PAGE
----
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Notorious B.I.G. - Life After Death
he Diamond is an apt name for albums certified for 10 million + sales by the Recording Industry Association of America. The hardest substance on earth: insoluble, impervious to penetration, secure in itself. "The formation of natural diamond requires very specific conditions," Wikipedia says. The aim of this feature is to define what made Cracked Rear View, Come On Over, Boston and The Lion King soundtrack not just sales benchmarks of their respective artists' careers, but inexplicable loci at which shrewd marketing and the inscrutability of mass market taste met to produce high-quality entertainment no one breathing could escape. This column will also study why artistic peaks like Rumours, Born in the U.S.A., Thriller, Can't Slow Down, and Hysteria deserved their sales. Each entry in this series will pose the question: why should we separate art from commerce?
John Keats, near-death, body packed with tuberculosis, writing to family, claiming his place in the canon. Sylvia Plath, silently making her children their lunch, opening the oven and departing. Frank O’Hara, run over at dawn by a dune buggy.
Ten years ago, the Notorious B.I.G. was living, perpetually, in death’s shadow. His life had stopped being a life; it was a distant story already in motion. Tupac Shakur, a former friend, commercial and critical rival, had been dead barely six months, shot to death after a Mike Tyson match on the Las Vegas strip. He would walk with a cane for the rest of his life, the largest scar from a car crash in 1996, as he recorded the follow up to his debut, rap’s finest bildungsroman, 1994’s Ready To Die.
On wax he was already hibernating in a space between life and death. Ready To Die’s coda, “Suicidal Thoughts” had our protagonist shoot himself in a wave of paranoia and guilt, rapping out final verses to his best friend and business partner over the phone. Withered dope fiends, machine pistols and his mother’s voice coat the inside of his dreams. Biggie shoots himself not out of nihilism, but out of an insurrection of conscience; he deems himself guilty. What has he done to get to where he is?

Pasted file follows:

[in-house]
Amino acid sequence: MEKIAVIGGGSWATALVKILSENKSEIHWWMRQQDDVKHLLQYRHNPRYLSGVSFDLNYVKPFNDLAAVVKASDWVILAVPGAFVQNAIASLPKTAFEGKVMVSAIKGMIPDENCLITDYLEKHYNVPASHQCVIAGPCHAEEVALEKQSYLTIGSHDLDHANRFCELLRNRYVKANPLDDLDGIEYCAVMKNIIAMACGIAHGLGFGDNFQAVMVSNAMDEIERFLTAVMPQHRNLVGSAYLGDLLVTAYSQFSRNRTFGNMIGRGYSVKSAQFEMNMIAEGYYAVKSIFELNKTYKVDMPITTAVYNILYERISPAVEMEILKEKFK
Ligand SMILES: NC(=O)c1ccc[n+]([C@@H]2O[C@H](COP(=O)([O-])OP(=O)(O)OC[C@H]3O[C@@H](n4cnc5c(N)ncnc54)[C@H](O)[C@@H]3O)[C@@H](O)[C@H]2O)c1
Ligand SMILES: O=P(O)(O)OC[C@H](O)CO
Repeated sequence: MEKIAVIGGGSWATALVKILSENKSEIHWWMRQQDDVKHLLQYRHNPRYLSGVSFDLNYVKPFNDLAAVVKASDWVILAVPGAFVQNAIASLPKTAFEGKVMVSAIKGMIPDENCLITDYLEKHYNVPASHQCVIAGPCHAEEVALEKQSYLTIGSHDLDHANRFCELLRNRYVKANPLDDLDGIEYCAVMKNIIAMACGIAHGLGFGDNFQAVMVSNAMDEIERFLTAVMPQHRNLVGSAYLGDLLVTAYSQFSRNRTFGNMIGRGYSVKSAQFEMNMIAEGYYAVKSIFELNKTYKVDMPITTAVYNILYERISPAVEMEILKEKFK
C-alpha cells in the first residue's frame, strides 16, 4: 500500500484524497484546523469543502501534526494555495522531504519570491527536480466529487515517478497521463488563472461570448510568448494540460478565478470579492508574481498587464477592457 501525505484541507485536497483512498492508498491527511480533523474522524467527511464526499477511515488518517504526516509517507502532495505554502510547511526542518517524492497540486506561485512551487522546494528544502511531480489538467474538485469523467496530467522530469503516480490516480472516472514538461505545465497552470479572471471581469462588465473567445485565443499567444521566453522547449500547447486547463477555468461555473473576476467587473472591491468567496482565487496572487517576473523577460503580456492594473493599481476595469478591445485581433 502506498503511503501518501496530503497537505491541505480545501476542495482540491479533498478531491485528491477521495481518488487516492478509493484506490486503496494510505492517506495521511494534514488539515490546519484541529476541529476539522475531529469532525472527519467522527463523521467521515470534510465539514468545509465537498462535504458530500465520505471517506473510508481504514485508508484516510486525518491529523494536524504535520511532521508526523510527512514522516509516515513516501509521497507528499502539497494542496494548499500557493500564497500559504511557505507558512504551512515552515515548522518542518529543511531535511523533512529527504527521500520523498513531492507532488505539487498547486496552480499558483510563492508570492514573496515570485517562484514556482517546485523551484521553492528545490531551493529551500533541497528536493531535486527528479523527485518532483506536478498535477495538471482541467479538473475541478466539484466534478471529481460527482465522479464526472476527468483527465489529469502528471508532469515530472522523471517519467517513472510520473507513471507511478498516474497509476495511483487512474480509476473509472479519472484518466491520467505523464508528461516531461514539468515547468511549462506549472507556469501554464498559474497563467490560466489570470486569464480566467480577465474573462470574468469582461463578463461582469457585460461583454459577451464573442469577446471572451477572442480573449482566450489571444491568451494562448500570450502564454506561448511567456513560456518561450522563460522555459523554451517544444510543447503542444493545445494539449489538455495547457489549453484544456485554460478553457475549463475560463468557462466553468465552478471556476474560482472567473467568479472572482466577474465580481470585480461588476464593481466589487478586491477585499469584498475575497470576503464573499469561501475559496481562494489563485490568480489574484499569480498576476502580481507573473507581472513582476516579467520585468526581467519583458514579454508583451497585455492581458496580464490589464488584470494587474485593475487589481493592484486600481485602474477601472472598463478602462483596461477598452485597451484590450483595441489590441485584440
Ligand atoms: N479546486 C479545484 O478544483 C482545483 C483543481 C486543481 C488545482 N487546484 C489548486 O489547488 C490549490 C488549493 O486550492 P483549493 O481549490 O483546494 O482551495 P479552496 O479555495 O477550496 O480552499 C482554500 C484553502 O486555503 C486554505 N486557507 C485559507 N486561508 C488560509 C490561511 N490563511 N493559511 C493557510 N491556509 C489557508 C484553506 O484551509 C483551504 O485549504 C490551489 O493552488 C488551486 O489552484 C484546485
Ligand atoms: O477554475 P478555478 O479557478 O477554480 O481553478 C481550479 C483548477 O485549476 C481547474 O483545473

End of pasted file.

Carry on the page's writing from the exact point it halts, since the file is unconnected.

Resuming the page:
His sweep of bloody, dehumanizing ambition from corner hustler to establishment kingpin, has made his own soul unrecognizable. His moral awakening comes at the moment of his death.
And after death: The artist descends into private chambers, in darkness, and his passions multiply with his fears. Wounds become trauma. Biggie lumbering through cold, dyspeptic studios in New York and New Jersey, leaning his now bulging three hundred pounds on an ornate cane. A beautiful, gaudy fedora and the sculpted hawk at the end of the cane. A cast shadow that envelopes light and sound.
Life After Death, Biggie’s second album, recorded in that liminal space of brutality and penance of 1996, is a grand exercise in personal mythology, narrative sweep, and truly diverse, universal pop excellence. As a double album it is the very definition of cinematic—it essentially perfected the concept and standard in hip-hop. The art itself and the moment of its birth are steeped in a confluence of biography, politics, economics, and extravagant aesthetics not seen in hip-hop before or since, its gestation essentially holy writ for fans.
His murder (on March 9, 1997) in the weeks before the album’s release (March 25) has little of the mystic conspiracy of Tupac’s final act—a death engulfed in the lights of casinos and cameras. Biggie’s casket was carried through throngs of mourners, family and observers at an austere Manhattan funeral home (the same funeral home, Frank E Campbell, that would host Aaliyah’s funeral in 2001) before given a final ride to his native Fort Greene, Brooklyn. There would be no resurrection: his corpse was in a cream white suit and hat.
First there is the narrative. A far cry from the dominant Dickensian realism of Ready To Die, Life After Death replaces the crack house, the block and the ratty tenement box with Caribbean yachts, first-class to LAX, and boardrooms where death warrants are dispensed to younger, greener, soldiers. The stories from his debut are now nostalgic sermons (“Ten Crack Commandments” “Niggaz Bleed”), glossier with memory and a clearer, more darkly crystalline production. It begins with Sean Combs pleading over the apparently comatose body of Big. It ends (“You’re Nobody Till Somebody Kills You”) with Biggie imaging his life in the third person (“remember him? He pushed the champagne range”) and grimly toasting time’s momentum: “death controls all.”
The space between those two points – points twenty four tracks apart – is a tour of violence and wealth and love and power so broadly memorable that it creates a narrative parallel to life, narratives drenched in American rise-to-power gangster cinema—Casino’s fascination with opulence, Scarface’s violent isolation—reflecting something, to borrow from Truffaut, preferable to life itself.